Despite the optimistic picture provided by many of the letter authors, anesthesiologists continue to relapse and die, as documented by the literature.3–5 That no deaths were captured in the data sets provided by the letter authors, and considering the small sample sizes involved in the various letter-writers’ comments, we must reflect on a point made by one of the corresponding authors, Dr. Berry, in an 2000 editorial where he and a coauthor introduced an article that had studied cause-specific mortality risk in 40,000 anesthesiologists.6 According to Berry and Fleisher, even with this large sample, the finding of a 34% excess risk of death of accidental poisoning (i.e.,  fatal overdose) in male anesthesiologists when compared with the risk of the general population did not reach statistical significance. Berry and Fleisher suggested that an even larger sample or a longer period of follow-up would be necessary to detect small yet statistically significant increases in risk.7 It is difficult to square this statement based on data from 40,000 anesthesiologists with the willingness of the current letter authors to rely on data sets that consist of 32,8 35,9 33,10 and 1022 presumably highly selected anesthesiologists to assert the relative safety of returning addicted anesthesiologists to the practice of clinical anesthesia. Skipper acknowledges the weakness of these data in a recent 2008 paper he coauthored concerning the effectiveness of HPPs, stating, “It is not possible from the evidence here to prove whether this form of support and monitoring for physicians with substance use disorders is appropriate, too harsh, or too permissive. Any episode of substance use in the context of patient care has the potential for considerable harm.”2 That an ACP who has suffered a relapse will almost certainly be caring for many patients between relapse and intervention is emphasized by Torri.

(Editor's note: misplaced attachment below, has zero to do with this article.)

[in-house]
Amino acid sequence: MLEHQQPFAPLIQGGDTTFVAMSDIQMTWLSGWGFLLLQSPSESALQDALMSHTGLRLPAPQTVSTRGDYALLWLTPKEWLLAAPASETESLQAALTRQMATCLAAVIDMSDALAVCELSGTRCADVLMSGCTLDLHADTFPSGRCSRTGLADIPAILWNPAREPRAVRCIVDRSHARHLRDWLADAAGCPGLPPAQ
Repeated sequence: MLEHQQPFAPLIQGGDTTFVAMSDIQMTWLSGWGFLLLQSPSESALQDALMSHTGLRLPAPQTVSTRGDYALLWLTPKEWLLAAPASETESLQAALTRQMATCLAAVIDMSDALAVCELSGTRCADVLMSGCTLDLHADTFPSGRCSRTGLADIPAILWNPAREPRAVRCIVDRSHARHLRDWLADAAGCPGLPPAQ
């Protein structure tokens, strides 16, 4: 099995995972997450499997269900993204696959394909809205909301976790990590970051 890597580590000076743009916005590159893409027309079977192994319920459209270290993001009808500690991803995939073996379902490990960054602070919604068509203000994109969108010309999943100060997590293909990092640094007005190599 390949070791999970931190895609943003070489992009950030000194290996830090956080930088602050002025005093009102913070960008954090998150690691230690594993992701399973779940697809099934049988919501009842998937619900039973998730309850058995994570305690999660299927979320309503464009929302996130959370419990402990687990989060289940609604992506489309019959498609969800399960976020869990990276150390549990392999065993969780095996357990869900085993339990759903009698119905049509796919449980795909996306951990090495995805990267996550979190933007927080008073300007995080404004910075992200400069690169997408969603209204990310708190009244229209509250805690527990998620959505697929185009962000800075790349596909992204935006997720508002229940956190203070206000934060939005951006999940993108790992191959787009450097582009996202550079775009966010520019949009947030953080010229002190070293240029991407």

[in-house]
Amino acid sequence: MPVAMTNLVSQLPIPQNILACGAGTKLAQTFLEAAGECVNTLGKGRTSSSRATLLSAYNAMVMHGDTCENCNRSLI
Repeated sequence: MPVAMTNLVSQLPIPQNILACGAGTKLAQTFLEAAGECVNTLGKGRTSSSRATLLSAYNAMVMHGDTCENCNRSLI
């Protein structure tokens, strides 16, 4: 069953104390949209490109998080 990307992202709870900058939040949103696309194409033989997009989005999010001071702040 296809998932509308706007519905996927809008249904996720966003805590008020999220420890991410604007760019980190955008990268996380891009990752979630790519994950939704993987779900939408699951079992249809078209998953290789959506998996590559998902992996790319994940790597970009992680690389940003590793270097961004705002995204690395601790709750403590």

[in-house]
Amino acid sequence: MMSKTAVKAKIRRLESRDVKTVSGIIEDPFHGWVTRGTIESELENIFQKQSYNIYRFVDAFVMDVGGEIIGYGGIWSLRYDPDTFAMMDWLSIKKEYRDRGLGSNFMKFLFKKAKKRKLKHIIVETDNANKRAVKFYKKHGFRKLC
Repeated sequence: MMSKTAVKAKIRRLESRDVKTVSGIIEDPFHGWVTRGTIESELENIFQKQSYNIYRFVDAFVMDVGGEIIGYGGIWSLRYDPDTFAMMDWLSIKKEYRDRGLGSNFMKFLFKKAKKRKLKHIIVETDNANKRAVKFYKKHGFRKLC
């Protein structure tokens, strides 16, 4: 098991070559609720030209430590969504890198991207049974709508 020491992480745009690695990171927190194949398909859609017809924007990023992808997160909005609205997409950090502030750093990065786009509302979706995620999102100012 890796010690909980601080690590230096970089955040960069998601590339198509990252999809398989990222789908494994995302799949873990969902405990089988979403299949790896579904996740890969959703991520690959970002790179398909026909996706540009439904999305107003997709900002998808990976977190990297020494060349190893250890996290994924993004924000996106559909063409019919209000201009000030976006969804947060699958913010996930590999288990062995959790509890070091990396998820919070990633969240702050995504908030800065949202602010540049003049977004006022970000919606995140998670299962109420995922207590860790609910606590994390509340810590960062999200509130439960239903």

Others who contacted us independently of the correspondence section of Anesthesiology (and, for readily apparent reasons, did not want to publicly share their information because of the personal and professional consequences of doing so) emphasized the negative aspects of our current approach to dealing with drug-abusing ACPs. Some described to us their experiences in dealing with personality disorders, dishonesty, and uncollegial behavior that accompanied drug-abusing ACPs and their (and others’) efforts to cover up the abuse. Clearly these issues are not conducive to the type of cohesive work efforts required of a well-functioning anesthesia care team. And speaking of the anesthesia care team, we are troubled that only one author, Cohen, mentioned our CRNA colleagues, and then only to take us to task for not providing evidence of long-term monitoring of these individuals. The failure of the other authors to mention CRNAs and other nonphysician ACPs is perhaps explained by the fact that four of the six letters were authored by physicians who either work in programs specializing in the treatment of physician addiction or work with their state’s HPP. As such, the authors might reasonably be expected to focus more on physicians. However, our dismal experience with relapse in drug-abusing nonphysician ACPs, when contrasted with the excellent results these authors claim in their letters, may, in part, explain these letter authors’ bias against our proposed policy. But to answer Cohen, all but one of the CRNAs caught abusing workplace drugs left our employment by their own choice. Whether or not there was long-term monitoring in such cases is impossible to know, and the only follow-up we receive is from sad tales through old friends of multiple relapses and, in several situations, deaths. The one CRNA who remained in our employ relapsed multiple times and was ultimately dismissed. This episode occurred in the mid-1980s, and the records of the level of aftercare are unavailable to us because of confidentiality concerns.